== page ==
A rating system helped predict which solutions construction workers would use to prevent musculoskeletal disorders (MSDs), according to a study at Washington University School of Medicine in St. Louis, Missouri that was funded by the National Institute for Occupational Safety and Health (NIOSH). The study appeared in the American Journal of Industrial Medicine.

Among construction workers, the leading causes of MSDs are sudden or prolonged repetitive motions, forces, and awkward positions that damage soft tissues. Fortunately, safe and efficient work practices, or ergonomic solutions, can help prevent these disorders. At NIOSH, investigators in the NIOSH Musculoskeletal Prevention Program worked with Washington University and other partners to study ergonomic solutions to prevent musculoskeletal disorders.

In this study, three analysts, including an occupational-medicine physician and two occupational therapists, rated the likelihood that construction workers would adopt 16 different solutions to tasks that could cause MSDs. For example, one solution, pictured above, involved using an electric-powered crimper instead of a manual crimper to crimp the edges of metal pipes used for ductwork. The three analysts selected the solutions from a previous study, by the same group of investigators, testing the adoption of solutions among 86 workers from seven floor laying, carpentry, and sheet-metal companies. Using this information, as well as findings from focus groups, research observations, and interviews with contractors and industry representatives, the analysts defined barriers and facilitators to adoption.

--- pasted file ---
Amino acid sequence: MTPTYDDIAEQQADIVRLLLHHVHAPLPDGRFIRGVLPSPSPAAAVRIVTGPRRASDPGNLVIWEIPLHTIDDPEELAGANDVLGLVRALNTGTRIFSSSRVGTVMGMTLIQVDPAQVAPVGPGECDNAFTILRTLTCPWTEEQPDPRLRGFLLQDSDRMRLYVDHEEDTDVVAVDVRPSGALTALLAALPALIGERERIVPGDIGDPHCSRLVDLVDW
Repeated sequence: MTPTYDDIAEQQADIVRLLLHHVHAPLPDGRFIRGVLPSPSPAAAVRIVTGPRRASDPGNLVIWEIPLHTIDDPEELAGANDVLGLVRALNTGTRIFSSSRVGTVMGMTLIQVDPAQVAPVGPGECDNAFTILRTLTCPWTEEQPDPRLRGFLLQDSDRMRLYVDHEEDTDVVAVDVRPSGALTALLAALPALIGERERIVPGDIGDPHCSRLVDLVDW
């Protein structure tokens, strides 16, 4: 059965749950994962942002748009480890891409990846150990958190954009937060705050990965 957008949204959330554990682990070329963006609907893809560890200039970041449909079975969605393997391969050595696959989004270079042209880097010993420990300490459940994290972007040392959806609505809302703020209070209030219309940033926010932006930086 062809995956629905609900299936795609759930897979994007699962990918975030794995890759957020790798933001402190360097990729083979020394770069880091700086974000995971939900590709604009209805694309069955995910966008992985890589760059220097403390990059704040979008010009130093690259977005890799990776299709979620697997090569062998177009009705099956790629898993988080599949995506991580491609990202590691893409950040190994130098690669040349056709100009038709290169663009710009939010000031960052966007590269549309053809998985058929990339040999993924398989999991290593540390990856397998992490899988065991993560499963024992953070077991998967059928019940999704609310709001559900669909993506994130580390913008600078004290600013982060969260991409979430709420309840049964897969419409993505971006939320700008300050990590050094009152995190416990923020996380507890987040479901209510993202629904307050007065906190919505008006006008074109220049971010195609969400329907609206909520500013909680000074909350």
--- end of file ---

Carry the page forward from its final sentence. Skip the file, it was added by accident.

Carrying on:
Next, they used a 2007 rating system to score the likelihood that the construction workers and their contracting companies in the previous study would adopt each solution. The rating system includes five categories: (1) relative advantage, (2) compatibility, (3) complexity, (4) ability to try the solution (or trial ability), and (5) observability. In addition to these five categories, the analysts added usability.

Study results showed that the six categories helped predict which solutions the workers were more likely to adopt. In addition, simple solutions faced fewer barriers to use than complicated ones. Of the 16 methods tested, the rating system identified two—the power crimper and an extended pry bar for jacking up furniture—that workers would always use and 12 that they would use either always or sometimes. In the case of the power crimper and extended pry bar, study participants called using them a “no brainer” because they were so much more efficient than other methods and they worked in most situations. In fact, these tools were so efficient that a single trial convinced workers to use them.

These findings show that the rating system could help predict the adoptability of simple solutions to prevent MSDs among construction workers. For complicated solutions, however, the rating system alone may be less useful at predicting adoption. According to the investigators, predictions in these cases may require additional time, resources, and changes in work culture.

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